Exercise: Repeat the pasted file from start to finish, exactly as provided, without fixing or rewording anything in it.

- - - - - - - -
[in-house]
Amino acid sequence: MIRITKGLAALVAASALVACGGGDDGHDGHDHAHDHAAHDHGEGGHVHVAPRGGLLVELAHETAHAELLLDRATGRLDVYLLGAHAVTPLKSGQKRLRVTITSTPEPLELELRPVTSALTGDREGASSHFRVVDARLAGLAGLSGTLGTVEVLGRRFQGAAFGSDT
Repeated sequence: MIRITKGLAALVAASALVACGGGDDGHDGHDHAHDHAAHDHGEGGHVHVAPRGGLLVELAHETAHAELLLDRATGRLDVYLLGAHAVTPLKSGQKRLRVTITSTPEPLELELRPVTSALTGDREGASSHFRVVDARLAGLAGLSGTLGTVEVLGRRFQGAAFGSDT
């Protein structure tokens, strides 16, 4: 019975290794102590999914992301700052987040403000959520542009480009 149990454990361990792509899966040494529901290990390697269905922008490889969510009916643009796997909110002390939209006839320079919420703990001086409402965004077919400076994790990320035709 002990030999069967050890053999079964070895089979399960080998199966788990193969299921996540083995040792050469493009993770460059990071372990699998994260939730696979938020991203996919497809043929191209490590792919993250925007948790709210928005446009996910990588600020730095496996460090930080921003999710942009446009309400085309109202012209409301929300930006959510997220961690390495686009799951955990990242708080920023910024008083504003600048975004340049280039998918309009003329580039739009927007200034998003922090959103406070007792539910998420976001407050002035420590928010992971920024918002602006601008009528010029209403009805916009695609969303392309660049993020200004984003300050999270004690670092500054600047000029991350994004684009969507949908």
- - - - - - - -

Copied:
[in-house]
Amino acid sequence: MIRITKGLAALVAASALVACGGGDDGHDGHDHAHDHAAHDHGEGGHVHVAPRGGLLVELAHETAHAELLLDRATGRLDVYLLGAHAVTPLKSGQKRLRVTITSTPEPLELELRPVTSALTGDREGASSHFRVVDARLAGLAGLSGTLGTVEVLGRRFQGAAFGSDT
Repeated sequence: MIRITKGLAALVAASALVACGGGDDGHDGHDHAHDHAAHDHGEGGHVHVAPRGGLLVELAHETAHAELLLDRATGRLDVYLLGAHAVTPLKSGQKRLRVTITSTPEPLELELRPVTSALTGDREGASSHFRVVDARLAGLAGLSGTLGTVEVLGRRFQGAAFGSDT
């Protein structure tokens, strides 16, 4: 019975290794102590999914992301700052987040403000959520542009480009 149990454990361990792509899966040494529901290990390697269905922008490889969510009916643009796997909110002390939209006839320079919420703990001086409402965004077919400076994790990320035709 002990030999069967050890053999079964070895089979399960080998199966788990193969299921996540083995040792050469493009993770460059990071372990699998994260939730696979938020991203996919497809043929191209490590792919993250925007948790709210928005446009996910990588600020730095496996460090930080921003999710942009446009309400085309109202012209409301929300930006959510997220961690390495686009799951955990990242708080920023910024008083504003600048975004340049280039998918309009003329580039739009927007200034998003922090959103406070007792539910998420976001407050002035420590928010992971920024918002602006601008009528010029209403009805916009695609969303392309660049993020200004984003300050999270004690670092500054600047000029991350994004684009969507949908």